The strangeness of the day continued with lunch. Now I haven’t had pie and peas since I was a student at Leeds College of Art in the late ‘60s – yes I was there, yes, I do remember, (it was in The Fenton if you’re interested). I used to eat pie and peas every day washed down by a couple of pints of Double Diamond. We weren’t big on afternoons at art college, come to think of it we weren’t big on mornings either. No wonder I got diabetes in later life. So this – the pie and peas -was unusual but not as unusual as the conversation. One woman telling us her dog was on medication because he was OCD. I didn’t bother sharing with her my thoughts on labelling. I didn’t even want the last cheese pasty, I’m not vegetarian, but it seemed impolite to leave it, so I ate it. ‘Hmph, I was going to have that but it’s gone now’, said the nice old lady across the room with genuine venom. Probably more dangerous was us showing some interest in a history walking group in Leeds. I even gave the woman my email address. This could be a real problem.
Before the fight over the left-overs began we moved on to the second church, St Andrew in Kildwick. In this church we were greeted by the vicar and given some information about the church. He got more respect than our lecturer but then he was – sensibly – wearing his collar. Gave him more authority I guess, but it wasn’t long before they were off, baaing and bleating, oohing and ahhing and complaining about the cold. The vicar – The Revd Robin Figg told us about the National Association of Decorative and Fine Arts (NADFAS). These are groups of local (to the chosen area)volunteers throughout England who catalogue every item of interest in their local church. The vicar proudly told us that whereas the normal time to do this is two or three years, this church had taken seven years to catalogue. Frankly I am not surprised, it is a big church and I have never seen a church so packed with artefacts of a non-religious nature – guitars, organs (of all ages), wardrobes, cupboards, tables, vacuum cleaners, bowls and buckets for catching the drips, children’s toys, there were even some religious objects.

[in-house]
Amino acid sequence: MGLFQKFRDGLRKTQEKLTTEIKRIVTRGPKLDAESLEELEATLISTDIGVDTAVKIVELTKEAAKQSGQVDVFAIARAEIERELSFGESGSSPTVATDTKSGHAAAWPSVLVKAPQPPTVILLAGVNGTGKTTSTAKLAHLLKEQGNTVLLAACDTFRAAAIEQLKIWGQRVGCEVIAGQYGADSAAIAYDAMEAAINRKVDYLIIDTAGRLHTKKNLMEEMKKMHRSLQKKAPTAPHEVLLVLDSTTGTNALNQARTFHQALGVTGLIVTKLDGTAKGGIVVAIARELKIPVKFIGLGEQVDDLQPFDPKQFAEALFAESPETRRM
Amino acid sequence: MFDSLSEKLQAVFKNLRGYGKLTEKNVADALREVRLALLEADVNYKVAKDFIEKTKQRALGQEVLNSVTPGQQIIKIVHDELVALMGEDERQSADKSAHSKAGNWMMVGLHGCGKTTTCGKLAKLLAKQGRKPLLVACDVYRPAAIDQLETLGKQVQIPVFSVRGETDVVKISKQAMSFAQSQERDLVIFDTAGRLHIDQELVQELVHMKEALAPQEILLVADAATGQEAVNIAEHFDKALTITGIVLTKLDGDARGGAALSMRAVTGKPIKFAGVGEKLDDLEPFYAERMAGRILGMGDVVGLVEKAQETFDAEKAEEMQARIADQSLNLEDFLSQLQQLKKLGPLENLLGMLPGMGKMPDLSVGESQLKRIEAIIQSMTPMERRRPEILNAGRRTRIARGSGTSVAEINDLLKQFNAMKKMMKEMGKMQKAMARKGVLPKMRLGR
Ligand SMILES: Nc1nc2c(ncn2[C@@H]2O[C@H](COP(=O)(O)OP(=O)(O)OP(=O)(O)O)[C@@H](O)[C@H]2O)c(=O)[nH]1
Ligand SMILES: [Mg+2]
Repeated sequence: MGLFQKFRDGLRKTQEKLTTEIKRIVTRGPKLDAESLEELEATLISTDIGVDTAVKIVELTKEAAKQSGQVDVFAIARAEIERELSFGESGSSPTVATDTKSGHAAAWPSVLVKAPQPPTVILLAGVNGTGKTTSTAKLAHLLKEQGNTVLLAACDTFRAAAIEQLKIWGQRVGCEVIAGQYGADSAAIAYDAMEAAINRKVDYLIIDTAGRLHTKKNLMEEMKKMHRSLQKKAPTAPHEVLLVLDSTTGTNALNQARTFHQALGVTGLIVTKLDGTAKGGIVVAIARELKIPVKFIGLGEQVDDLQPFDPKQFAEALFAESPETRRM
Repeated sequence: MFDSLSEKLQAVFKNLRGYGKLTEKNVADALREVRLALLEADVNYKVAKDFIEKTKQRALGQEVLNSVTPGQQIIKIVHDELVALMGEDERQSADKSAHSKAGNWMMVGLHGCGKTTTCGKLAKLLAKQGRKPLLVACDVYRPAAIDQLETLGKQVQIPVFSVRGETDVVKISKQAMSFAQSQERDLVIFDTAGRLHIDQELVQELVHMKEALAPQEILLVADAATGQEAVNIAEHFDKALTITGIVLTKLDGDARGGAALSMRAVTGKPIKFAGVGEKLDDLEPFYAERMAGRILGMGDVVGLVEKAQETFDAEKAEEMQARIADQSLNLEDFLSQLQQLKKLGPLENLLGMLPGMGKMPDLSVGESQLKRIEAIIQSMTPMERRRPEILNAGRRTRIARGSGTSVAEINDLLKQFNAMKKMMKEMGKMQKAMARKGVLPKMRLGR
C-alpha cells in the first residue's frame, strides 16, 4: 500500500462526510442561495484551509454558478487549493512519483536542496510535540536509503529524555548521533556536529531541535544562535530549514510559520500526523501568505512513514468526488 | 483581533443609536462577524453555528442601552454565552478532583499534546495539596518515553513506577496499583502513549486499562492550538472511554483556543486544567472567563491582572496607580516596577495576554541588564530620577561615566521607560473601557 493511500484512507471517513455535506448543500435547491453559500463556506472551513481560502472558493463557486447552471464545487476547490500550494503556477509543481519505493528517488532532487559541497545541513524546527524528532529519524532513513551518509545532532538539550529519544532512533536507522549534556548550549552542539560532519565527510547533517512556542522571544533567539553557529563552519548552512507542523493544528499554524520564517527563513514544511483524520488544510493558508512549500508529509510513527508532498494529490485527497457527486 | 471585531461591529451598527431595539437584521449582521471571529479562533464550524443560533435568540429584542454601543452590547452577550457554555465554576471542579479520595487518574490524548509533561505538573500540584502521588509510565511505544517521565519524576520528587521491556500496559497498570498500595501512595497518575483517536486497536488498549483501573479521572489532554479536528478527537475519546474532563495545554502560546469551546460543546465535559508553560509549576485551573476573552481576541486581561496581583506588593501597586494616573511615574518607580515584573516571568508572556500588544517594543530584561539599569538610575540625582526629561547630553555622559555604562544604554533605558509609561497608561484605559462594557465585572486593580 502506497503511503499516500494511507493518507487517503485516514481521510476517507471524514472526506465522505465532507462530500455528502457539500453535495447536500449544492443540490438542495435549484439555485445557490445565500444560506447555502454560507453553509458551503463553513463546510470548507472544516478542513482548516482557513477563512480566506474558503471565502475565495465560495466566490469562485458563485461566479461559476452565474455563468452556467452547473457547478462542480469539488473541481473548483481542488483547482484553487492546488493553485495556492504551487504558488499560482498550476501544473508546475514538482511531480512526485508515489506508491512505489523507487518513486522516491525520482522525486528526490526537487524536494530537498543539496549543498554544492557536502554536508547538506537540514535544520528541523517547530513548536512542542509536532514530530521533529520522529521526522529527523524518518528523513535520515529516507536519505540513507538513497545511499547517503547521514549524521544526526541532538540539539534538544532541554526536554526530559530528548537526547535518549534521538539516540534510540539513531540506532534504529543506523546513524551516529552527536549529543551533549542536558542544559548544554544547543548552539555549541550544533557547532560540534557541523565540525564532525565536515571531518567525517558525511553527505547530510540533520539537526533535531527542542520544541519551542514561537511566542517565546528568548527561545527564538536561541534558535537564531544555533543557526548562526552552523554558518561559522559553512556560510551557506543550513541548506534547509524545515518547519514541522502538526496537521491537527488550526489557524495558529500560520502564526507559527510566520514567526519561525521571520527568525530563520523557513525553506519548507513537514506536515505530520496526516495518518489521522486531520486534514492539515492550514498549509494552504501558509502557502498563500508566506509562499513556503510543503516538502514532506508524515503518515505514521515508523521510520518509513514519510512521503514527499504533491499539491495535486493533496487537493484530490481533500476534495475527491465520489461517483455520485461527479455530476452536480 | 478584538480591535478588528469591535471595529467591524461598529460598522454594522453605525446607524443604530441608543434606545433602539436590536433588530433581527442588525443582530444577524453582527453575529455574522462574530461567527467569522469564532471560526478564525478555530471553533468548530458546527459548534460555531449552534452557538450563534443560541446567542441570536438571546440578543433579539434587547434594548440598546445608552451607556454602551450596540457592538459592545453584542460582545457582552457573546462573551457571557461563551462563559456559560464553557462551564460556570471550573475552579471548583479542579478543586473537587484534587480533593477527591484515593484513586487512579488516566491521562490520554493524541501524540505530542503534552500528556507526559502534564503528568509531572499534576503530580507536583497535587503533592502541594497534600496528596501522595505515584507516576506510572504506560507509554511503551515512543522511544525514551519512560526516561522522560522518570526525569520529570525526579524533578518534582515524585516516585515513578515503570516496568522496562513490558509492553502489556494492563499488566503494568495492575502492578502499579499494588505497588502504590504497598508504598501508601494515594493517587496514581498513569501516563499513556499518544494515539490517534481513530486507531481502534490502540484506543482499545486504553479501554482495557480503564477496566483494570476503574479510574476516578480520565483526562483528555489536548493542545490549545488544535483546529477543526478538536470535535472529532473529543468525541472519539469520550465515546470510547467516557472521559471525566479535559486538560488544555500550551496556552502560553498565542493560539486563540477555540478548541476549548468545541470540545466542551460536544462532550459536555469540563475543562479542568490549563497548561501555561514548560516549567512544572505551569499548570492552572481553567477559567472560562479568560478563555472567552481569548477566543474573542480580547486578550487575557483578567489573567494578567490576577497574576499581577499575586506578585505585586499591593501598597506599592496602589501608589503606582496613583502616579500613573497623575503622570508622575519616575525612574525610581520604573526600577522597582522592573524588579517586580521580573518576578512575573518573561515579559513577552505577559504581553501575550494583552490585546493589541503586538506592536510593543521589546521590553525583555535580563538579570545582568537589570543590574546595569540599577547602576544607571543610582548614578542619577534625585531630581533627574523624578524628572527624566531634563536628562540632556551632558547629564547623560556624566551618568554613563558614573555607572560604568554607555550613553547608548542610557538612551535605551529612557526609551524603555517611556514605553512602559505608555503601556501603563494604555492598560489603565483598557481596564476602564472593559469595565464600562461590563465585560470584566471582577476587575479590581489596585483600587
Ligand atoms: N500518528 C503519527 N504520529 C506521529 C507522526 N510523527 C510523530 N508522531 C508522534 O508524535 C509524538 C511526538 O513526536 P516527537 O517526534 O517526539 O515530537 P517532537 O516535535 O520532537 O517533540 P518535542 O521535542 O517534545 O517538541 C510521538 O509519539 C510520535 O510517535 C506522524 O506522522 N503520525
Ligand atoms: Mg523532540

There was also, and we found this strange, a decorated Christmas tree. I had always understood it was bad luck to leave your decorations up after 12th night and here was the whole tree with baubles and stuff greeting us as we walked in. No wonder the roof was leaking. On the way out we read, in the church porch, a notice advertising Candlemass on 2nd of February. We later found this celebrates The Presentation of Jesus at the Temple, we did not know this then but even so I do not see that this merits leaving the Christmas tree up and causing the rain to come in. What kind of celebration is that?
So, there, in the bare bones, is the day. Didn’t learn a lot about stained glass but did experience the feeling that, yet again, my search for my perfect retirement soul mates would have to wait a little longer.
* I haven’t told you yet about my other joining a group, guilty secret. That’s for a later stage of retirement.